Do you remember Nash Ramblers? Kind of boxy looking, relatively inexpensive, the butt of the 1958 novelty song “Beep Beep” by the Playmates?
Technically, I’ve never owned a Nash Rambler but my wife has. That’s her in the picture with her first car, a white Nash Rambler that she bought from her brother for $300. Ramblers were made by the American Motors Company, or AMC. The first brand new car I ever owned was a 1969 AMC Javelin, a sort of Camaro knockoff. It was one of the most reliable, fun cars I’ve ever owned. That car took me through my entire service career, including many enjoyable camping and sightseeing trips throughout California.
I’ve also owned an AMC Hornet Sportabout, which is as close to the anti-Javelin as you can get. It was definitely not a fun car to drive.
It was a post by Craig Manson over at Geneablogie that got me thinking about cars in my family. Craig’s family has got to be among the rarest of Nash Rambler owners – they actually waited near the factory at Kenosha, Wis., a few days while their car was being built. That’s some serious Rambler love.
Cars have probably played significant roles in your family history. It was quite common even in the blue collar neighborhoods of my youth for families to buy a new car every two or three model years. I grew up in a Chevy family and took my first turn behind the wheel in a sensible 1961 four-door family model. Stick shift, a then-standard V8, no seat belts or airbags, about the size of a battleship when compared to today’s models.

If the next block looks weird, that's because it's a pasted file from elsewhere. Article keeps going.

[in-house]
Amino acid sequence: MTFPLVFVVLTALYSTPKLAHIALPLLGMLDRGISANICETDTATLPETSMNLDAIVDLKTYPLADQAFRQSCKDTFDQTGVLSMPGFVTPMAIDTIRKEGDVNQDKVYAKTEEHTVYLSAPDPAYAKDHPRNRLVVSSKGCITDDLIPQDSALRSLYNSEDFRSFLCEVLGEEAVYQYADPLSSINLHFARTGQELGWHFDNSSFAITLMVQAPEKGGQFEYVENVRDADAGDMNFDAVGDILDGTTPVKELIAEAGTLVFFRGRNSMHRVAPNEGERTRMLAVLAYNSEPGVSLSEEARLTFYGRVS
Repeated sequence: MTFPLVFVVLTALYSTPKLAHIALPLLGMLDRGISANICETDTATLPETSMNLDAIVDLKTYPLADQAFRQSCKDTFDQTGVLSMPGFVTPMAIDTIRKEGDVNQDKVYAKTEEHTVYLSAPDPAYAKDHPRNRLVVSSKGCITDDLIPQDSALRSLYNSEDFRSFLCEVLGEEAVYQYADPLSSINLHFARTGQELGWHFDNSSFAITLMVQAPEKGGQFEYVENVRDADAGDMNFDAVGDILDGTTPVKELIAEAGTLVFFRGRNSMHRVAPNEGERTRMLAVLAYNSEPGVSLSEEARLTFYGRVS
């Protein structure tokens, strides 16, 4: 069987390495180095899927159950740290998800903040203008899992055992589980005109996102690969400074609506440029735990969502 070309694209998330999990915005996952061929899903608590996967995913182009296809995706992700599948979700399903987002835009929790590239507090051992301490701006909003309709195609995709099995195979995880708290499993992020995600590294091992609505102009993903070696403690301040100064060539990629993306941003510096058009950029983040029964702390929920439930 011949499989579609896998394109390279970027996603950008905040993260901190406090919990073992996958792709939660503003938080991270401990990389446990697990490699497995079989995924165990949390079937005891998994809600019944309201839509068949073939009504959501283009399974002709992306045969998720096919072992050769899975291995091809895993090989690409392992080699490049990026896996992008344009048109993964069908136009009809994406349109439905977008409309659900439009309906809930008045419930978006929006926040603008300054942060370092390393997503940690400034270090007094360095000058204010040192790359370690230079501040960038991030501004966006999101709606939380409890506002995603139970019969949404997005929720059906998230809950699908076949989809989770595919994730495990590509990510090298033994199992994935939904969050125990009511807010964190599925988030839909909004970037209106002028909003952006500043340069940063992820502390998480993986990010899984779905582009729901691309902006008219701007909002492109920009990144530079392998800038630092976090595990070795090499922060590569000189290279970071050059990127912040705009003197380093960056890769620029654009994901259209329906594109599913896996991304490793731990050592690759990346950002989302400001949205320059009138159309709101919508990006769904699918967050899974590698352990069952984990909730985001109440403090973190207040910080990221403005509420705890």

My dad later switched to Fords, apparently after a Chevy let him down, but you’ll never catch him driving a foreign car.
You’ll probably find a lot of family history-type bloggers writing about cars over the next couple of weeks. That’s the topic of the current Carnival of Genealogy. Think about how cars have affected you in your lifetime and incorporate that in your family history.
On Wednesday I’ll post an essay on my first – and all-time favorite – car.
Larry Lehmer is a personal historian who helps people preserve their family histories. To learn more, visit his web site or send him an e-mail.
Photo of Linda Lehmer and her little Nash Rambler by lwlehmer.